Blank, white walls are everywhere at the moment. It seems a lot of us can’t get enough of that crisp, clean, Scandinavian look, but it can look clinical if you don’t get it right. We’ve put together a few pointers to get you started on creating some cosiness in that all-white room…


Bridging the Gap with Furniture

This is particularly important if you’ve gone for the ‘white wash’ look with white wooden floors in addition to your paintwork.  Rather than continue the minimalist look with your furniture, add a bit of depth to the room with some natural materials. Dark wood works particularly well for making a room feel cosy, and it’s easy enough to stain any old wooden bookshelves or side tables to create the look without spending a fortune.

If you’re starting from scratch in a new home though, you’ll probably want to buy new furniture. For a one-stop-online-shop, Furniture Plus has a huge range of wooden furniture in all sorts of finishes (the walnut finish is particularly amazing for achieving cosiness in an all-white room).


Softening the Look with Textures

One of the easiest ways to soften an all-white room is to add texture. Your most obvious point of call should be cushions, blankets and rugs, of course. In the bedroom, try adding a patterned rug that sits just underneath the base of the bed, leaving around a metre peeking out. It’s worth spending a bit extra on good quality throws and blankets too, as nothing feels cosier than a super soft fabric to add to your sofa or bed.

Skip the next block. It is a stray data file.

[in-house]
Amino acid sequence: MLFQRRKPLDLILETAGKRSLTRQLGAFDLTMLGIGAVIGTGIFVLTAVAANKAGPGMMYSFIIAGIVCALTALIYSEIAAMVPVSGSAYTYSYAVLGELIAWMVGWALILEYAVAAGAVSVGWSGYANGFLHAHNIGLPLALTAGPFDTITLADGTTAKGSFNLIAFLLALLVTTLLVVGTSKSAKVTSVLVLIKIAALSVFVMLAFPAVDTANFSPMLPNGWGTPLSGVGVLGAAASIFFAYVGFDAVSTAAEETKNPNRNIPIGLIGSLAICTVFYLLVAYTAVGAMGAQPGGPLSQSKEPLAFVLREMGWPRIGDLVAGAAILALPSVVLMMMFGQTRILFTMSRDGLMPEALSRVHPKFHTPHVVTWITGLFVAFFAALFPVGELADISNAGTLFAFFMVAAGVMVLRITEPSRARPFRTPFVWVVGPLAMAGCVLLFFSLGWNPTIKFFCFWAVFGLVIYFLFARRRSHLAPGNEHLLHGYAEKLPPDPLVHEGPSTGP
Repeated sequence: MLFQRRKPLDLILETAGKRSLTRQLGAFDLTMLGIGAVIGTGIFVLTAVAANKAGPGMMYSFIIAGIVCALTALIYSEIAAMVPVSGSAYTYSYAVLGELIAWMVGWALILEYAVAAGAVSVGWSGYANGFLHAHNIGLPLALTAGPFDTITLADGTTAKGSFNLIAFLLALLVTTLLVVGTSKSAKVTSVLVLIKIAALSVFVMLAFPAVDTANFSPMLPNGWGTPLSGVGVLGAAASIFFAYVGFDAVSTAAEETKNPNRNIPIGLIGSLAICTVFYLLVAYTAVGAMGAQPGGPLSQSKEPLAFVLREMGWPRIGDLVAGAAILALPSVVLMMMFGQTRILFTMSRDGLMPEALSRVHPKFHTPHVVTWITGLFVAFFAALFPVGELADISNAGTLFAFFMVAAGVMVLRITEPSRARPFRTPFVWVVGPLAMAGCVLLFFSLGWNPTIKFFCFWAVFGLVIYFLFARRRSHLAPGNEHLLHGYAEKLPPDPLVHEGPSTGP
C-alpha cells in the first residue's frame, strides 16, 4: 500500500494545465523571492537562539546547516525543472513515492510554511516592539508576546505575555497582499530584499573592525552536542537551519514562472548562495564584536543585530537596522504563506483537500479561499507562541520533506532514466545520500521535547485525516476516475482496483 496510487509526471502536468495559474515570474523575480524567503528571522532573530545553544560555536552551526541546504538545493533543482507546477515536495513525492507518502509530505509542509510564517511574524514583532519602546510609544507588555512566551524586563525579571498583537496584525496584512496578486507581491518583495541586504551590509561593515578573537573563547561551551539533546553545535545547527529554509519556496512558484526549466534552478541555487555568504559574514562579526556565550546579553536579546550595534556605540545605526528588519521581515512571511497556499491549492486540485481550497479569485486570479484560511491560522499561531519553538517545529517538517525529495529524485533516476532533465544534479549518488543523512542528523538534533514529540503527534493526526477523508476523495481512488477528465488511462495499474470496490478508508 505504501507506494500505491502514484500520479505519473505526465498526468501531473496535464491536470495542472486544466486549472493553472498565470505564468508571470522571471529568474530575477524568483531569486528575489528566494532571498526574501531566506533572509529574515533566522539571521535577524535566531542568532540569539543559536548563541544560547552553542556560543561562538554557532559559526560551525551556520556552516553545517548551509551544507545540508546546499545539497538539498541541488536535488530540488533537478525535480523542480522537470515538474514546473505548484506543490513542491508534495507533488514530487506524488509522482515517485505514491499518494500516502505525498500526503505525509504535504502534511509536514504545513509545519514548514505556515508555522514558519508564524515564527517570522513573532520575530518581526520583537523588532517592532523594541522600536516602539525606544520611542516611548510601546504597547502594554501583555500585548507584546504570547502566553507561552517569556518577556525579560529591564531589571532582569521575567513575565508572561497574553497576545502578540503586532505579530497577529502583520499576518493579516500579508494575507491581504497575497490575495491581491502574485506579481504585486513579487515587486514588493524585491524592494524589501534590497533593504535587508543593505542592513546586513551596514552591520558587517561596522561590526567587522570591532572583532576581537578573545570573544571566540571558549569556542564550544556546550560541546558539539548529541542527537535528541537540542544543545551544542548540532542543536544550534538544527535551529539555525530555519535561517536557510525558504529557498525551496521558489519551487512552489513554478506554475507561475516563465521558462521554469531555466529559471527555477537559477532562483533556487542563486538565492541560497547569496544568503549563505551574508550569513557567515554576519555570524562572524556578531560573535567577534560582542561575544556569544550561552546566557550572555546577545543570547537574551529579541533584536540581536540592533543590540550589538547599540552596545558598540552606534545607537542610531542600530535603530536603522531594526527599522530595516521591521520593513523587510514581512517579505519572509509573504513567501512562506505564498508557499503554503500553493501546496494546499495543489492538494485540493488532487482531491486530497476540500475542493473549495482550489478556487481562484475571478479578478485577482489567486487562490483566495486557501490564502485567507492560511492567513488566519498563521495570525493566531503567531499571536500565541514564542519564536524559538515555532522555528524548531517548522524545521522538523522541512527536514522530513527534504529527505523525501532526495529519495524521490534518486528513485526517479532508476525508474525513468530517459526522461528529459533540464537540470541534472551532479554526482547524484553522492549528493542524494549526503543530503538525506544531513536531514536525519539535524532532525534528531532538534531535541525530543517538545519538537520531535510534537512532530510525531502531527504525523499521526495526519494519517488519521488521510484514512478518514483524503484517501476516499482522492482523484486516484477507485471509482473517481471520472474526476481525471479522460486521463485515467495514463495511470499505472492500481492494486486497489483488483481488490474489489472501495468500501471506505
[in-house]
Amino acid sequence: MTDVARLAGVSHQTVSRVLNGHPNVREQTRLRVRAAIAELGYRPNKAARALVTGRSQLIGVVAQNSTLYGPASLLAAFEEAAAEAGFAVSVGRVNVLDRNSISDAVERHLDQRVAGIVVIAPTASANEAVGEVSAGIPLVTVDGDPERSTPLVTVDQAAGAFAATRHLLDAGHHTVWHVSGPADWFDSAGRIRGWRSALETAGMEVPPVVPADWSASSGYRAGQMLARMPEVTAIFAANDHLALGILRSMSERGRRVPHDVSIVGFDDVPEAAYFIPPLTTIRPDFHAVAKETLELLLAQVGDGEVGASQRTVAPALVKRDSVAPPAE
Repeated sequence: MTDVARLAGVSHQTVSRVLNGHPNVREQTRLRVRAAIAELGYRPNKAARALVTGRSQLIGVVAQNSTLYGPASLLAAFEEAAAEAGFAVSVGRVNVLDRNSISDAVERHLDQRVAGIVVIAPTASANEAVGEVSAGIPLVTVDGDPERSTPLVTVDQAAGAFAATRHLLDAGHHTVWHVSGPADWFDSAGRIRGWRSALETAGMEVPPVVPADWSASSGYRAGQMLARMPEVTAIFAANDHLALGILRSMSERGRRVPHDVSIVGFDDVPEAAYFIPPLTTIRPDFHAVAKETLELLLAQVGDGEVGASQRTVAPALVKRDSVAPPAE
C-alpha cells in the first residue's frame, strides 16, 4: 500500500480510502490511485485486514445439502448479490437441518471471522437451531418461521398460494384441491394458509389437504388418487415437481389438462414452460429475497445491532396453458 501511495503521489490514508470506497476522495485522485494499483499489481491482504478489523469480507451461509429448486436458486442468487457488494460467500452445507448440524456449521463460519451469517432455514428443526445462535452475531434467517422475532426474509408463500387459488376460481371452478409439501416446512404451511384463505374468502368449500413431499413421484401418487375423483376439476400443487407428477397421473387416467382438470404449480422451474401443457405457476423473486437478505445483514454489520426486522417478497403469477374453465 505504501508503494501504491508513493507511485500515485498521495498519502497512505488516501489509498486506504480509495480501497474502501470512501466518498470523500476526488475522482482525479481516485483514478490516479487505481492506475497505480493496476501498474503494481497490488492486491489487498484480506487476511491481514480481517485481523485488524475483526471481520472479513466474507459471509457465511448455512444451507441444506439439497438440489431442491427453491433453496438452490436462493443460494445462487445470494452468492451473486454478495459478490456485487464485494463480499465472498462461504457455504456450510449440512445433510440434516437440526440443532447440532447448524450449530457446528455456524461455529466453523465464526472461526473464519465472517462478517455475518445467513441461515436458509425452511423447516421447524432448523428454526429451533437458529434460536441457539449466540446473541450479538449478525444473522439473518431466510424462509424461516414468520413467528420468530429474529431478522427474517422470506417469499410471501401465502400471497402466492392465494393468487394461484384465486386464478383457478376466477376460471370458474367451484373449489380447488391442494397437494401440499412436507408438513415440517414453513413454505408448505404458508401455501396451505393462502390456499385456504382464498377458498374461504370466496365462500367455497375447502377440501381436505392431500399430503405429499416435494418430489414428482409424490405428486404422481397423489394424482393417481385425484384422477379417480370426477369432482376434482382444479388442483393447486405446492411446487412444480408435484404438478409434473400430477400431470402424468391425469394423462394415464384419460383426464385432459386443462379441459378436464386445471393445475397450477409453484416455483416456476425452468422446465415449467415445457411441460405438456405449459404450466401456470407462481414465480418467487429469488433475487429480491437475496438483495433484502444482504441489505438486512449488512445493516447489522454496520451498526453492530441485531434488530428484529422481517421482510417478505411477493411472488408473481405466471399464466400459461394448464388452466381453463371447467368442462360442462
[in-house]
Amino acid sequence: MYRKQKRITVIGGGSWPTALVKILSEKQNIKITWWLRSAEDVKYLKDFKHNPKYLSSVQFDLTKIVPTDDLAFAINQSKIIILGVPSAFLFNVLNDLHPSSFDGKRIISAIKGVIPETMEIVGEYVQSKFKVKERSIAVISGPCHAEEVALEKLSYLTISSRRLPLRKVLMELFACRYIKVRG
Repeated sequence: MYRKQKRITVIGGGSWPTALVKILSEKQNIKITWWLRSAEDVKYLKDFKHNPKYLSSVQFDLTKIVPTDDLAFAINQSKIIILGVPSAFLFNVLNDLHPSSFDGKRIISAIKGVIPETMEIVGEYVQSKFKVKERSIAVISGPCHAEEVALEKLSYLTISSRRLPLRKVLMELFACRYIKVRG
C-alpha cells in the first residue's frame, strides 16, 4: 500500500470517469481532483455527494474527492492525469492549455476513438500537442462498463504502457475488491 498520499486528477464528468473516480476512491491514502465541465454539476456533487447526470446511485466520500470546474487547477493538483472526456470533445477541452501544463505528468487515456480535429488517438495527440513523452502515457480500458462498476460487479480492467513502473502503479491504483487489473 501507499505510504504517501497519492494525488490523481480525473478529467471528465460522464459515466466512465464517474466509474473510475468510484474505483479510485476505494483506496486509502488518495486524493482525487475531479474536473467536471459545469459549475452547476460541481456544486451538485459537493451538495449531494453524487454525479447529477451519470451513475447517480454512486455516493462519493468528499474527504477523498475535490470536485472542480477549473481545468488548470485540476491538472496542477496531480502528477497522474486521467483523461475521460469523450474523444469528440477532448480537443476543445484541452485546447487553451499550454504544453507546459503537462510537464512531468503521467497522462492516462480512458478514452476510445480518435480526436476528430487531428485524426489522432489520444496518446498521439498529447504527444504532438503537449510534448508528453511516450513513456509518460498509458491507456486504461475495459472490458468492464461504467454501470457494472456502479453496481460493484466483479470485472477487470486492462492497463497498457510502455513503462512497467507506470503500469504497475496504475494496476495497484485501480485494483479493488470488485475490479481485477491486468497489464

For something a little different, you could opt to add texture with art. Large tapestries and canvases can transform a white wall from clean and clinical to an artistic feature, and you could even have a go at creating your own. For some inspiration, check out this Pinterest board.


Choosing the Right Accent Colours

An all-white room doesn’t literally have to be all white; you’ll need an accent colour or two in there to soften things up and keep it looking homely. Dark colours work really well, so you could try grey, navy or even black to add a little depth. If you prefer a more colourful palette, then small pops of bright yellow and mint green work well, or you could even try a fuchsia pink.

Hopefully you’re now feeling inspired and have a vision of what your all-white room is going to look like. Aim for cosy, rather than clinical, and you’ll be well on your way to nailing the trend.